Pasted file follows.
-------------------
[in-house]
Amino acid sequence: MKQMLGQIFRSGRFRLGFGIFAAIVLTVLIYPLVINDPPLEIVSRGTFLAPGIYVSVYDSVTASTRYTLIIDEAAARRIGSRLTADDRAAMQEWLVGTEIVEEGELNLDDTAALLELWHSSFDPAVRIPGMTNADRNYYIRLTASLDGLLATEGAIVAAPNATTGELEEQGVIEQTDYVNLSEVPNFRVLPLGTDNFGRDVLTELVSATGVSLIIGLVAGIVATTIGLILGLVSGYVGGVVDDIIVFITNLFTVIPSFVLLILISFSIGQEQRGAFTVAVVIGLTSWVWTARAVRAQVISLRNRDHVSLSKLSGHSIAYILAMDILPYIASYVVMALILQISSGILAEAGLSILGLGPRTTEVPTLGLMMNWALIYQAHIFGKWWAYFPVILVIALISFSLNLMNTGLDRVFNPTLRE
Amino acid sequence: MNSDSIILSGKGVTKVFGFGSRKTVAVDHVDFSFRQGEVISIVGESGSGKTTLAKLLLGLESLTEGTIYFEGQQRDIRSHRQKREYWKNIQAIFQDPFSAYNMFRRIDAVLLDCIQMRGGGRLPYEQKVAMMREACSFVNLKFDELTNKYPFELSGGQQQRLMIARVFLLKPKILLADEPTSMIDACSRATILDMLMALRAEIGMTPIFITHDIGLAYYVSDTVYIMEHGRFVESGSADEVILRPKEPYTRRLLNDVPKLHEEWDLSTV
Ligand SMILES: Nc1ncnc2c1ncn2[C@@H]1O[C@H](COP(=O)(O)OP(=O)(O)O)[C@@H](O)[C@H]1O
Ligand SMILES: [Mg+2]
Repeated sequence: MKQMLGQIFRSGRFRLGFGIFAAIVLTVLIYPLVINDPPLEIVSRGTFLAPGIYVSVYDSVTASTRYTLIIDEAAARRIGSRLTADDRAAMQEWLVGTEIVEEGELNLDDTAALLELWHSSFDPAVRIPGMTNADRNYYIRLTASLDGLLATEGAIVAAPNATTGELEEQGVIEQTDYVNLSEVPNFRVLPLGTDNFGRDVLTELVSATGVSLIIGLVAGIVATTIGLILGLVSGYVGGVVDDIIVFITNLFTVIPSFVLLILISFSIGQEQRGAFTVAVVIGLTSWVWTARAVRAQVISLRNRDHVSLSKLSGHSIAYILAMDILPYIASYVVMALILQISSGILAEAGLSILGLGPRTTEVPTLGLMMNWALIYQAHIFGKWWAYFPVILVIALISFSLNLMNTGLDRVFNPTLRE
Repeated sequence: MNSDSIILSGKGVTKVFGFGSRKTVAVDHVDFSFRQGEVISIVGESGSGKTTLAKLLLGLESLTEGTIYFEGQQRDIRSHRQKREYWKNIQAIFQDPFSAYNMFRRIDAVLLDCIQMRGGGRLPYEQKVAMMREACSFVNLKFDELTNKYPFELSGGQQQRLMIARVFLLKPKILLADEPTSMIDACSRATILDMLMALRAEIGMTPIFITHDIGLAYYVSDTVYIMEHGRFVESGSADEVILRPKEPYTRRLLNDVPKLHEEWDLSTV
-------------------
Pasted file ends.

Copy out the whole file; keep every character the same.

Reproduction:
[in-house]
Amino acid sequence: MKQMLGQIFRSGRFRLGFGIFAAIVLTVLIYPLVINDPPLEIVSRGTFLAPGIYVSVYDSVTASTRYTLIIDEAAARRIGSRLTADDRAAMQEWLVGTEIVEEGELNLDDTAALLELWHSSFDPAVRIPGMTNADRNYYIRLTASLDGLLATEGAIVAAPNATTGELEEQGVIEQTDYVNLSEVPNFRVLPLGTDNFGRDVLTELVSATGVSLIIGLVAGIVATTIGLILGLVSGYVGGVVDDIIVFITNLFTVIPSFVLLILISFSIGQEQRGAFTVAVVIGLTSWVWTARAVRAQVISLRNRDHVSLSKLSGHSIAYILAMDILPYIASYVVMALILQISSGILAEAGLSILGLGPRTTEVPTLGLMMNWALIYQAHIFGKWWAYFPVILVIALISFSLNLMNTGLDRVFNPTLRE
Amino acid sequence: MNSDSIILSGKGVTKVFGFGSRKTVAVDHVDFSFRQGEVISIVGESGSGKTTLAKLLLGLESLTEGTIYFEGQQRDIRSHRQKREYWKNIQAIFQDPFSAYNMFRRIDAVLLDCIQMRGGGRLPYEQKVAMMREACSFVNLKFDELTNKYPFELSGGQQQRLMIARVFLLKPKILLADEPTSMIDACSRATILDMLMALRAEIGMTPIFITHDIGLAYYVSDTVYIMEHGRFVESGSADEVILRPKEPYTRRLLNDVPKLHEEWDLSTV
Ligand SMILES: Nc1ncnc2c1ncn2[C@@H]1O[C@H](COP(=O)(O)OP(=O)(O)O)[C@@H](O)[C@H]1O
Ligand SMILES: [Mg+2]
Repeated sequence: MKQMLGQIFRSGRFRLGFGIFAAIVLTVLIYPLVINDPPLEIVSRGTFLAPGIYVSVYDSVTASTRYTLIIDEAAARRIGSRLTADDRAAMQEWLVGTEIVEEGELNLDDTAALLELWHSSFDPAVRIPGMTNADRNYYIRLTASLDGLLATEGAIVAAPNATTGELEEQGVIEQTDYVNLSEVPNFRVLPLGTDNFGRDVLTELVSATGVSLIIGLVAGIVATTIGLILGLVSGYVGGVVDDIIVFITNLFTVIPSFVLLILISFSIGQEQRGAFTVAVVIGLTSWVWTARAVRAQVISLRNRDHVSLSKLSGHSIAYILAMDILPYIASYVVMALILQISSGILAEAGLSILGLGPRTTEVPTLGLMMNWALIYQAHIFGKWWAYFPVILVIALISFSLNLMNTGLDRVFNPTLRE
Repeated sequence: MNSDSIILSGKGVTKVFGFGSRKTVAVDHVDFSFRQGEVISIVGESGSGKTTLAKLLLGLESLTEGTIYFEGQQRDIRSHRQKREYWKNIQAIFQDPFSAYNMFRRIDAVLLDCIQMRGGGRLPYEQKVAMMREACSFVNLKFDELTNKYPFELSGGQQQRLMIARVFLLKPKILLADEPTSMIDACSRATILDMLMALRAEIGMTPIFITHDIGLAYYVSDTVYIMEHGRFVESGSADEVILRPKEPYTRRLLNDVPKLHEEWDLSTV